• @Jack You are definitely reading way more into the SUHA than is there. The only inadequacy with the CLRS description (that may well be handled in the omitted context) is that it should explicitly state that $k$ is the relevant random variable. For your second comment, they would only satisfy SUHA with respect to a given key distribution. $\pmod m$ does satisfy the SUHA if $U=\{n\mid n < km\}$ for some natural $k>0$ and a uniform key distribution. If $|U|\neq km$ for some natural $k>0$ then it won't because $|h^{-1}(\ell)|$ will not be the same for all $\ell$. – Derek Elkins Feb 10 '18 at 12:51
• Generally speaking, given a finite universe $U$ and a uniform key distribution over it, a hash function $h$ satisfies SUHA with respect to that key distribution if and only if $|h^{-1}(y)|$ is the same for all $y$. Thus generally (under these assumptions) we must have $|U|=km$ for the SUHA to have any chance of holding. The modulus function is a great hash function if your keys are uniformly distributed. A major purpose of a hash function is to "adapt" not-necessarily-uniformly distributed keys to a new uniformly distributed set of values. The SUHA is exactly this statement. – Derek Elkins Feb 10 '18 at 13:07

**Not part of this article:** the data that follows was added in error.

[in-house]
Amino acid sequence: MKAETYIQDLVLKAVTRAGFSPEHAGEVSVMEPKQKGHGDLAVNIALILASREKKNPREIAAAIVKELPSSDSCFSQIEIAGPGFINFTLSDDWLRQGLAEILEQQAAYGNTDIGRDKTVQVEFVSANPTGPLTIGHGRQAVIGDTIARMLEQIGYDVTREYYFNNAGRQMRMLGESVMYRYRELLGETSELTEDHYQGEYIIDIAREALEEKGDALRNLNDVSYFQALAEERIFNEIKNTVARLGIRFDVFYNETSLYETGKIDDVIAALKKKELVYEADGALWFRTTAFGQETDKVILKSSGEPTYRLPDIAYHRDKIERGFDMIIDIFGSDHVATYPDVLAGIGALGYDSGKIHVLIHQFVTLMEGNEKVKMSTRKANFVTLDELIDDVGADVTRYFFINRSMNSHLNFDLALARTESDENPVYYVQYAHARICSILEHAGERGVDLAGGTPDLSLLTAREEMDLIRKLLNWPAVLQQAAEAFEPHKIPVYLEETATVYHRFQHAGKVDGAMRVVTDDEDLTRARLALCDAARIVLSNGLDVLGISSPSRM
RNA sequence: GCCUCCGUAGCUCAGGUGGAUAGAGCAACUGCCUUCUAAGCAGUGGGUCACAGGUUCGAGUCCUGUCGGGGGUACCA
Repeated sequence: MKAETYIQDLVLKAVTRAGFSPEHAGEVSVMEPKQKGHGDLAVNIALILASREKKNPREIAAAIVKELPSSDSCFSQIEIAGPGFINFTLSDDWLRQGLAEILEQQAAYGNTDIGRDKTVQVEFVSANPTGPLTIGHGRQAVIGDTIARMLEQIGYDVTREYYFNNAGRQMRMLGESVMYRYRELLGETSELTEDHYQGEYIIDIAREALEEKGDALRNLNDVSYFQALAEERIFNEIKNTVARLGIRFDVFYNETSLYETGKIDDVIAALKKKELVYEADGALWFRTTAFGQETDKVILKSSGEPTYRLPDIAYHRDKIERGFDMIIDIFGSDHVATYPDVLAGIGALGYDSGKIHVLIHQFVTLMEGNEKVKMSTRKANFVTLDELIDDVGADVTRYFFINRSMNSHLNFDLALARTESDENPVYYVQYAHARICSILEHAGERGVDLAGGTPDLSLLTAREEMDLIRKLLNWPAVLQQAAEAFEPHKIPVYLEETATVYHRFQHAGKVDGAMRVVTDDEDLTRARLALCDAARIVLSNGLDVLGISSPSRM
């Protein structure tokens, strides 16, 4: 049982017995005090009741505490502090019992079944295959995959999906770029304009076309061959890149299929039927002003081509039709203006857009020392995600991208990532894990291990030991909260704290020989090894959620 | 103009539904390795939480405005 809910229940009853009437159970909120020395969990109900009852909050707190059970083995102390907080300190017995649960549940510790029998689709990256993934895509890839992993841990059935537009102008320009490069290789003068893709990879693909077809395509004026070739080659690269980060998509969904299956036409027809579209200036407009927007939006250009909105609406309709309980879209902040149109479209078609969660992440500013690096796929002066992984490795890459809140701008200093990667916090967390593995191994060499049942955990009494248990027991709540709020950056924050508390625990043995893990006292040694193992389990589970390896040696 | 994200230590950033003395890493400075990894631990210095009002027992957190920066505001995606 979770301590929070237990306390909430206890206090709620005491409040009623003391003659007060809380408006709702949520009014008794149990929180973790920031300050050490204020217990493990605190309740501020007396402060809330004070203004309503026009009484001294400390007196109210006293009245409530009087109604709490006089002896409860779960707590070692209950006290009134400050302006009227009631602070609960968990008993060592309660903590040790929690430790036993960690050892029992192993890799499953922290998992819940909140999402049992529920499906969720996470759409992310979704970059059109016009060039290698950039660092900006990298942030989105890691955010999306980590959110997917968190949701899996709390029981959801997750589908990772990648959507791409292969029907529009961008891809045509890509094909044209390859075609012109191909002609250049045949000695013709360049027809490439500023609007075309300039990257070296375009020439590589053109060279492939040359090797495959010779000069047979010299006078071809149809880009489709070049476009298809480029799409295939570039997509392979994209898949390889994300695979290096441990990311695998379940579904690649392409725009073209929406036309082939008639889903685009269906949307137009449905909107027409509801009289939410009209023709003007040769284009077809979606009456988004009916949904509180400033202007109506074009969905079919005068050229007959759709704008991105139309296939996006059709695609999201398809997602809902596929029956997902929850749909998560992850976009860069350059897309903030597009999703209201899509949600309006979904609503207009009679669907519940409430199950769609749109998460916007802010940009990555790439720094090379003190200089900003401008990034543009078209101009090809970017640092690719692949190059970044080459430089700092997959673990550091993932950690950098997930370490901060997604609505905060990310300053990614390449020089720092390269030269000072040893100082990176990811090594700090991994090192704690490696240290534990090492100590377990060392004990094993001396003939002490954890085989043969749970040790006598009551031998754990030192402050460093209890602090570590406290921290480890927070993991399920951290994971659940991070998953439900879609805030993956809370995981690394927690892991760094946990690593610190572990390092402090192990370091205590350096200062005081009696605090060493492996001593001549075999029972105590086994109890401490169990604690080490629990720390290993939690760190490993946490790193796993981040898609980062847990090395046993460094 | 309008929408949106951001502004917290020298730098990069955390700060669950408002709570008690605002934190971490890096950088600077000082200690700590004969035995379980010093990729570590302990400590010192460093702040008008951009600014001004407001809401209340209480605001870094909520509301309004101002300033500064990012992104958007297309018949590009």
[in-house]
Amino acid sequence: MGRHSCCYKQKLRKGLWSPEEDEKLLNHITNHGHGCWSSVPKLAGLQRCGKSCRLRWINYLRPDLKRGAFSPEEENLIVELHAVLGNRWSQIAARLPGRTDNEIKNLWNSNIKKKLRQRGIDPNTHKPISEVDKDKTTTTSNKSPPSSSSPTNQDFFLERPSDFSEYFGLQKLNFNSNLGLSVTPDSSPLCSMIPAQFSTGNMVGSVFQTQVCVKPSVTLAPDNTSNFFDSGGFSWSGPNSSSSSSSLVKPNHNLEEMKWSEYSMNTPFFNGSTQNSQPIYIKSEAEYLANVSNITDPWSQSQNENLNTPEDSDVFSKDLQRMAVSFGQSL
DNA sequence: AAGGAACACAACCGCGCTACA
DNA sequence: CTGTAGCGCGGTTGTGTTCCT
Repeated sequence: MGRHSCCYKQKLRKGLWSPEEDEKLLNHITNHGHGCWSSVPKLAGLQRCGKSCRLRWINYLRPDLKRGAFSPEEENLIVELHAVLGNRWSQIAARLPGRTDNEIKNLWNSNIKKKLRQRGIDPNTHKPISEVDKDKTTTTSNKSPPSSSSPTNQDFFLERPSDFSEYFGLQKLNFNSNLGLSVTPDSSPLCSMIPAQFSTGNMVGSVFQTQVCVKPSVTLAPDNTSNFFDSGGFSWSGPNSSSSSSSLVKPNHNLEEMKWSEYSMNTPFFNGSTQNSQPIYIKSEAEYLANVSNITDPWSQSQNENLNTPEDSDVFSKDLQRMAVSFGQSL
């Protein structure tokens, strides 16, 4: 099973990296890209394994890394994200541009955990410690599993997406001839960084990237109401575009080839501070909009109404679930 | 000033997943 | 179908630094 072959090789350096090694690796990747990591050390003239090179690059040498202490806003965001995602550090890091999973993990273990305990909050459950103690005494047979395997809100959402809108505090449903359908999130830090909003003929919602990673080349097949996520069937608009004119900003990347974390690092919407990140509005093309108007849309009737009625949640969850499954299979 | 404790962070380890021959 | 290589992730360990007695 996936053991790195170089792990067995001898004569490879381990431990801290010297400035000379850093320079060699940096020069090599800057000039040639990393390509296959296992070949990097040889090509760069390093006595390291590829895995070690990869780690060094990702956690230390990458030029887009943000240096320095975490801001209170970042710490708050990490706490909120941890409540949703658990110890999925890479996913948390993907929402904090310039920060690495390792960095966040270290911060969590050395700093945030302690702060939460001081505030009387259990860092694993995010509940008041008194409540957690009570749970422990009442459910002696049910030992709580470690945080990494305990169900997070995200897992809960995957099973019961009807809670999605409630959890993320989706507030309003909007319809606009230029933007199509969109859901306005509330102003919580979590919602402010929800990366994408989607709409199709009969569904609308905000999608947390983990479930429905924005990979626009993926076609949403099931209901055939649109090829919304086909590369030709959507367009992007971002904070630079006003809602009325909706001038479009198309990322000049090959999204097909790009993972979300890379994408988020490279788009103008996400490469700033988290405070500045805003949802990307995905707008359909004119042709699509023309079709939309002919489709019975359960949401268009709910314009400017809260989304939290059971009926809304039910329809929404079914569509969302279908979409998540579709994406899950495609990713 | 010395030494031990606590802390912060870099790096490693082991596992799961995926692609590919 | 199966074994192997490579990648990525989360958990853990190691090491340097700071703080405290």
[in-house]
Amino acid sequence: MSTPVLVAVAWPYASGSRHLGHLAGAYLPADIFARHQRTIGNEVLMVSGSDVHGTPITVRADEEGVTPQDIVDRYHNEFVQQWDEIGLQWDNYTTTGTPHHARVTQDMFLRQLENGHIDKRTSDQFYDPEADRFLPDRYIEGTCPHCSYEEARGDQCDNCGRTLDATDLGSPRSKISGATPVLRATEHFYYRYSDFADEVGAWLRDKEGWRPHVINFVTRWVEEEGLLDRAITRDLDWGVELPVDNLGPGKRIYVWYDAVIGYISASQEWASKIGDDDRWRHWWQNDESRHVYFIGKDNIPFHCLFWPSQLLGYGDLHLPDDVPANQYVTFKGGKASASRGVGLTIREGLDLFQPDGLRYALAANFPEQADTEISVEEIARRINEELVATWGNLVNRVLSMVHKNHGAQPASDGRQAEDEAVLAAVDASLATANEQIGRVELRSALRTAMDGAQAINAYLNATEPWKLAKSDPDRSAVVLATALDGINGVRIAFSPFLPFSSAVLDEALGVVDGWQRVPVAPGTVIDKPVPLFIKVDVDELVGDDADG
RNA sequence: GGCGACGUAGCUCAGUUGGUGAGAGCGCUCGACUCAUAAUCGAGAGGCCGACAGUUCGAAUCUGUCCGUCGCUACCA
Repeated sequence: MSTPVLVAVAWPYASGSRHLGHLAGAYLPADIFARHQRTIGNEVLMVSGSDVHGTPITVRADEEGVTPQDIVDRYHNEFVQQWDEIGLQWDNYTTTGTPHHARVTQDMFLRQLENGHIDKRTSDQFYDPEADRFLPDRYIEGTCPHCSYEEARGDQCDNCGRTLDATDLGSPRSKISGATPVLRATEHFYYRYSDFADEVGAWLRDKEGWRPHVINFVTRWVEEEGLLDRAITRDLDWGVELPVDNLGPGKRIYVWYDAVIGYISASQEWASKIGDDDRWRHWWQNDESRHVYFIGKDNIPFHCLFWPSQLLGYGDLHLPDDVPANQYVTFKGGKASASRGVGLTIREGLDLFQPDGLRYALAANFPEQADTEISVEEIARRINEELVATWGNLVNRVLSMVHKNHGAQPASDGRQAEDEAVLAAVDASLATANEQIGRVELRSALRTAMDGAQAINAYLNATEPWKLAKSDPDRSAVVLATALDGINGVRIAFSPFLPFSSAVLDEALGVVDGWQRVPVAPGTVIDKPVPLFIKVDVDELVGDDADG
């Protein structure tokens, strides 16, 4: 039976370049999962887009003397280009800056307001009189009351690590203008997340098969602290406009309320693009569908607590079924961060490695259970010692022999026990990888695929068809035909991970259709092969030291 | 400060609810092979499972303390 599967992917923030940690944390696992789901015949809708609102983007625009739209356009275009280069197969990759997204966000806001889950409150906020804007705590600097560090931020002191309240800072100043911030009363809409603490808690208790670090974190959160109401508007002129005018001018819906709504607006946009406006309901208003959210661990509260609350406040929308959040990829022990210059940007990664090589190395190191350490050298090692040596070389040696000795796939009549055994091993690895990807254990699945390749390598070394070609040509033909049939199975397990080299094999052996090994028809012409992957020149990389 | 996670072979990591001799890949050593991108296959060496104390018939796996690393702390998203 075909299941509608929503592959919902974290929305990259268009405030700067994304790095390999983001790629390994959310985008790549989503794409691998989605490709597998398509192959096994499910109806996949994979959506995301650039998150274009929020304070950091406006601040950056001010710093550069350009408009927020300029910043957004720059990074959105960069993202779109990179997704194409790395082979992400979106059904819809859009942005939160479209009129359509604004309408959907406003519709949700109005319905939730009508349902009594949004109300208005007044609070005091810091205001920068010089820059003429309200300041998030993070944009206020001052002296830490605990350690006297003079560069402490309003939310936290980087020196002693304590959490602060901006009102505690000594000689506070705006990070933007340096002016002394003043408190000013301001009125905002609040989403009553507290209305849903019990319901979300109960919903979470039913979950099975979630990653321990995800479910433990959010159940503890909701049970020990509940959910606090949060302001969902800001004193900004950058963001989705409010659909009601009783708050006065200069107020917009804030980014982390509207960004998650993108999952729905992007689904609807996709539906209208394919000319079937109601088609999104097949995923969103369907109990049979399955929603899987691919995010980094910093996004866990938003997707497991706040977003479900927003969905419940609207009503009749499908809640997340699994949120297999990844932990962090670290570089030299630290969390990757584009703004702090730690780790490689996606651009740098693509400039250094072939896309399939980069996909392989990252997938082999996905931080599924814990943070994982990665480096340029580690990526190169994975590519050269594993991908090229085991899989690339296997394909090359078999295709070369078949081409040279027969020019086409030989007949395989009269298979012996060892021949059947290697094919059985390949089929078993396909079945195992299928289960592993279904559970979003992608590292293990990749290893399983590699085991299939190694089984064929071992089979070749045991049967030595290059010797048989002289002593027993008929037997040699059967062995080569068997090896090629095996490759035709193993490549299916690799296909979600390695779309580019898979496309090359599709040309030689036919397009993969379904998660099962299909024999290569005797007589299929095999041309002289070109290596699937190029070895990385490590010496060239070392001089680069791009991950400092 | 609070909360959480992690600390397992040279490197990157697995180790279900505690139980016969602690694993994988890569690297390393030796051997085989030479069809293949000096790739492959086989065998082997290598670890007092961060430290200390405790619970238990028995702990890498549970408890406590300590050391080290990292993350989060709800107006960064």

• Indeed, for your first comment: $\mod m$ satisfies SUHA only if we assume further that the keys are given to me (that is, for the insertion; what you call equivalently, "key distribution") uniformly. Formally (at least in the context of insertions to a dictionary as in CLRS), this means that the sample space is the space of all ordered sequences of keys. That is what I said. – Jack Feb 10 '18 at 13:21